Revision as of 06:11, May 30, 2008
A Doxasticon (Greek: Δοξαστικόν "Glory sticheron")—plural: doxastica— is a type of hymn found in the Divine Services of the Orthodox Church.
Specifically, a doxasticon is a sticheron which is chanted between:
- "Glory to the Father, and to the Son, and to the Holy Spirit."
- "Both now and ever and unto the ages of ages. Amen."
Doxastica are normally found near the end of a series of stichera. Doxastica may be found at Vespers ("Lord, I Have Cried" and the Aposticha), at Matins (Aposticha, Praises), and at the Divine Liturgy (the Beatitudes).
There are other instances when a hymn is found between "Glory..." and "Both now..." (i.e., Apolytikion, the Canon); however, these hymns are troparia rather than stichera, and so are not referred to as doxastica.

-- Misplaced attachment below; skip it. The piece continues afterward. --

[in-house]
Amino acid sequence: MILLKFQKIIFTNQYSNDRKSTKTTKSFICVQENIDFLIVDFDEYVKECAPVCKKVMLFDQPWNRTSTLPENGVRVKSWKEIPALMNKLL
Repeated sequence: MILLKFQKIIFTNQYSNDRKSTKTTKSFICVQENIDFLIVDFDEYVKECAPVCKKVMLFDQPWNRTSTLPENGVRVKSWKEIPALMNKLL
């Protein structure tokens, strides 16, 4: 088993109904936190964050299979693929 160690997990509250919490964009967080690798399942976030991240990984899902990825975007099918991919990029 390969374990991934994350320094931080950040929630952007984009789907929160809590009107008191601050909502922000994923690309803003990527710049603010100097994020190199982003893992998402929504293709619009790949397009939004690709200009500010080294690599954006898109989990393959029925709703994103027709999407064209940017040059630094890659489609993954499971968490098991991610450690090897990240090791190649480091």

The subject matter of the doxasticon can be either the glorification of the Trinity, or honoring the saint of the day. Feasts of the Theotokos (Virgin Mary) often do not have doxastica, since she is honoured during the Theotokion, which is the sticheron which follows "Both now and ever...". Lower-ranking feasts of saints do not usually have doxastica, though some do.
Doxastica are always intended to be chanted in one of the eight liturgical modes, or a variation on the modes, known as an automelon.